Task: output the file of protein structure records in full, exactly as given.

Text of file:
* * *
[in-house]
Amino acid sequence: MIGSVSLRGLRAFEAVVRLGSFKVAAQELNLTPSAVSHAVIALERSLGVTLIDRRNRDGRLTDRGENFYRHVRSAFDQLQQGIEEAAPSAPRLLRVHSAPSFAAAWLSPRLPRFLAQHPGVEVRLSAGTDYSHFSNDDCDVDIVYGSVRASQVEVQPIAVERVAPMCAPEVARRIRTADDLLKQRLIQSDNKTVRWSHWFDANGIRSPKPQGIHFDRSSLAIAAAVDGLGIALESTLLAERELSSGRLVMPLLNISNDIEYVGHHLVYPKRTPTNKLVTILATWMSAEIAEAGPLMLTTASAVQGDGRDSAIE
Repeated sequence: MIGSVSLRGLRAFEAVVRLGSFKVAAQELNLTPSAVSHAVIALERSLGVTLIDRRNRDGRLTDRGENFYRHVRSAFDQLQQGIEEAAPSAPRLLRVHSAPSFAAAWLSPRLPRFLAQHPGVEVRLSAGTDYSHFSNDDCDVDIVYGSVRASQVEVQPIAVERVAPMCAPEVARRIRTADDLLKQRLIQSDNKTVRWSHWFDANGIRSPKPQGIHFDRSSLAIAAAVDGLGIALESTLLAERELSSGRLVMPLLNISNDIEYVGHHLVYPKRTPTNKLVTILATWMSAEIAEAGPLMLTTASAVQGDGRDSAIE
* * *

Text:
[in-house]
Amino acid sequence: MIGSVSLRGLRAFEAVVRLGSFKVAAQELNLTPSAVSHAVIALERSLGVTLIDRRNRDGRLTDRGENFYRHVRSAFDQLQQGIEEAAPSAPRLLRVHSAPSFAAAWLSPRLPRFLAQHPGVEVRLSAGTDYSHFSNDDCDVDIVYGSVRASQVEVQPIAVERVAPMCAPEVARRIRTADDLLKQRLIQSDNKTVRWSHWFDANGIRSPKPQGIHFDRSSLAIAAAVDGLGIALESTLLAERELSSGRLVMPLLNISNDIEYVGHHLVYPKRTPTNKLVTILATWMSAEIAEAGPLMLTTASAVQGDGRDSAIE
Repeated sequence: MIGSVSLRGLRAFEAVVRLGSFKVAAQELNLTPSAVSHAVIALERSLGVTLIDRRNRDGRLTDRGENFYRHVRSAFDQLQQGIEEAAPSAPRLLRVHSAPSFAAAWLSPRLPRFLAQHPGVEVRLSAGTDYSHFSNDDCDVDIVYGSVRASQVEVQPIAVERVAPMCAPEVARRIRTADDLLKQRLIQSDNKTVRWSHWFDANGIRSPKPQGIHFDRSSLAIAAAVDGLGIALESTLLAERELSSGRLVMPLLNISNDIEYVGHHLVYPKRTPTNKLVTILATWMSAEIAEAGPLMLTTASAVQGDGRDSAIE